That night, after all my guests returned to my home, we formed a prayer circle, tearfully asking Jesus to forgive us and save us from eternal damnation. We each took turns emptying beer cans out into the street while reciting the Lord’s prayer. We burned a Dos Equis cardboard cut-out of The Most Interesting Man in the World in effigy. Bottles of whiskey, bourbon, and vodka were crushed. The only bottle that remained was some Cavit pinot noir, which we shared with some shitty Olive Garden bread sticks in communion.


Look, I’m happy for anybody who finds purpose and meaning in their life in any capacity, be it through Jesus, the Old Testament, Allah, science, witch covens, yoga, family, or simply the love of a loyal houseplant.

My personal belief is that humans discussing the origins and meaning of the universe are very much like goldfish in a small fishbowl discussing the origins and meaning of the entire Earth. While such conversation can be intriguing and a great way to pass the hours, they have no idea what they’re talking about and never will. It is my humble opinion that as an extremely limited being, unable to see all the colors, hear all the sounds, or even use half of my brain’s capacity, I will never understand the world or the meaning of life, because I am clearly not meant to. The universe is probably much weirder than I can ever possibly imagine, and I’m perfectly fine with that. I don’t need any more answers.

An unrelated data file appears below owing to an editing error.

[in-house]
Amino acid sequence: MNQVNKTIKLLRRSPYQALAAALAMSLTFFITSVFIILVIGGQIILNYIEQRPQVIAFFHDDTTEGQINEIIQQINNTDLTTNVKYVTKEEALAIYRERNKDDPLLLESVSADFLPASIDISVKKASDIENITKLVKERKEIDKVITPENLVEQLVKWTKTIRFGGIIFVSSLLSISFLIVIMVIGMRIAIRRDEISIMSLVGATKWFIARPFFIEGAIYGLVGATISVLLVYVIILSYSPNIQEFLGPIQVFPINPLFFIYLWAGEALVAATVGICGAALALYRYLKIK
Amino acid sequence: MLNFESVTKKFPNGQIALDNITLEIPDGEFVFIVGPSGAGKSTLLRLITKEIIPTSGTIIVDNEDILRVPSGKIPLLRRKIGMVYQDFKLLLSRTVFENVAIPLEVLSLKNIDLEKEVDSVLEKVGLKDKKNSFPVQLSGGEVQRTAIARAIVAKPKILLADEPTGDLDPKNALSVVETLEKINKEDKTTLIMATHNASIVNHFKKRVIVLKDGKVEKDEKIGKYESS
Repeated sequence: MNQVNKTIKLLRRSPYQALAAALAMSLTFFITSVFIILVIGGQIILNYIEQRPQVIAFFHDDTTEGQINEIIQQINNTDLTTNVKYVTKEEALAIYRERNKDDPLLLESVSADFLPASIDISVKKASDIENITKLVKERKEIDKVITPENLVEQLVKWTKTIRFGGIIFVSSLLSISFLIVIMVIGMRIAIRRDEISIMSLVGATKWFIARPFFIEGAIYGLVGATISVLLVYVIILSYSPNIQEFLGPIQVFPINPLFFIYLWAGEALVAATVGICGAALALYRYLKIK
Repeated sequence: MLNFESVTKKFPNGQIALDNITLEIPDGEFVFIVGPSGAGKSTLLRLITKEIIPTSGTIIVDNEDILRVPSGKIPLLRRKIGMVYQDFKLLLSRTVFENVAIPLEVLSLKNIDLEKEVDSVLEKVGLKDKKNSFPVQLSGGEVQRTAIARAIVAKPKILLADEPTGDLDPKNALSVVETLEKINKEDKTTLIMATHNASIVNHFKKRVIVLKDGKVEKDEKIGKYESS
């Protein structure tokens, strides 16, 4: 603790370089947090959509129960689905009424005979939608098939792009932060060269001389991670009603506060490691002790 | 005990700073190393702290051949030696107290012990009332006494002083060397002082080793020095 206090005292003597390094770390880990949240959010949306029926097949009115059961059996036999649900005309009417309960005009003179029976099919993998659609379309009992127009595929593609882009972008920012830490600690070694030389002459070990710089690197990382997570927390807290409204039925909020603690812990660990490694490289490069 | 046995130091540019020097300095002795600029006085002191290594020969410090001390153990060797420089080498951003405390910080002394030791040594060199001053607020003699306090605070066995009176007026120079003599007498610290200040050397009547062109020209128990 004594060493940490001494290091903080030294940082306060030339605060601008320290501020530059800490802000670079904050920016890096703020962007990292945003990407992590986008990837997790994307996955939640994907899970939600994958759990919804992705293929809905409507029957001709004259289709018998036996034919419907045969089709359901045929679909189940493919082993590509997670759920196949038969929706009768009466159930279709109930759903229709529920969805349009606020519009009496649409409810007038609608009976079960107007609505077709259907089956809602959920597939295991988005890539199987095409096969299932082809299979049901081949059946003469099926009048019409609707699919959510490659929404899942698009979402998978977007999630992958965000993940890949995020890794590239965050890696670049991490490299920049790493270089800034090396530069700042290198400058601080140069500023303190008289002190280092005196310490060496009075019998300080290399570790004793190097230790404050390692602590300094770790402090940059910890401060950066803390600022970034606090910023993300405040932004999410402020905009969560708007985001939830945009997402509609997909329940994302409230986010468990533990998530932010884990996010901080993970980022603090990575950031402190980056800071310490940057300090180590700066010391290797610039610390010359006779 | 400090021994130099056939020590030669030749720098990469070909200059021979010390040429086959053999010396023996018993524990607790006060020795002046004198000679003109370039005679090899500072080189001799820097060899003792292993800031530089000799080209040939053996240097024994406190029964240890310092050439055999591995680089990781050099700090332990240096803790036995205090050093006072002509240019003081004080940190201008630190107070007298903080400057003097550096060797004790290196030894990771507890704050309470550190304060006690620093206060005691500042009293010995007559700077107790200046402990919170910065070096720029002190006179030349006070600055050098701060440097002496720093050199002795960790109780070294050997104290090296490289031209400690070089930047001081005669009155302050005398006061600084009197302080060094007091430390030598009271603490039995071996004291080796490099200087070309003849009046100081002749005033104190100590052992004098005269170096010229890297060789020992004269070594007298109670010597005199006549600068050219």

Nor do I need any more warnings about what hell fire will burn my eternal soul should I make a single misstep during my nano-second of a lifespan. I just want to enjoy my life, face my own consequences, and let the truth reveal itself to me if and when it’s ready.

If you, the zealot, can agree to simply leave me alone and let me enjoy my spaghetti without a side of religion, I will agree never to come into your church with a giant sign and start shouting about how drinking is cool. I will never pass you a card that invites you to visit a satanic Facebook page. Most importantly, I will never stand on a street corner and scream about your transgressions through a bull horn in an effort to publicly demean you for victimless crimes and various bad habits.

That would be rude, and the Flying Spaghetti Monster hates rudeness.

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Creepy Sexism in Girl’s Sports

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When I was 12 years old, my mother reprimanded me for dressing too provocatively. My outfit would not raise a single eyebrow today, but back in the late 80’s, it was still considered trashy to wear a miniskirt that was two inches above the knee and (gasp) lace gloves with the fingertips cut out. Like all 12-year-old girls back then, I was trying to be Madonna, but only had a vague understanding about what that actually meant.

In the most diplomatic way possible, my mother tried explaining to me why it was wrong to dress this way in public. It was a familiar conversation, and always a confusing one. When I was in second grade, both my mother and my teacher took turns both scolding me and begging me not to take my shirt off at recess. It had been a particularly hot spring that year, and all the boys took their shirts off to play basketball. I was playing basketball with them, and I too, was sweating bullets. Why was I being singled out?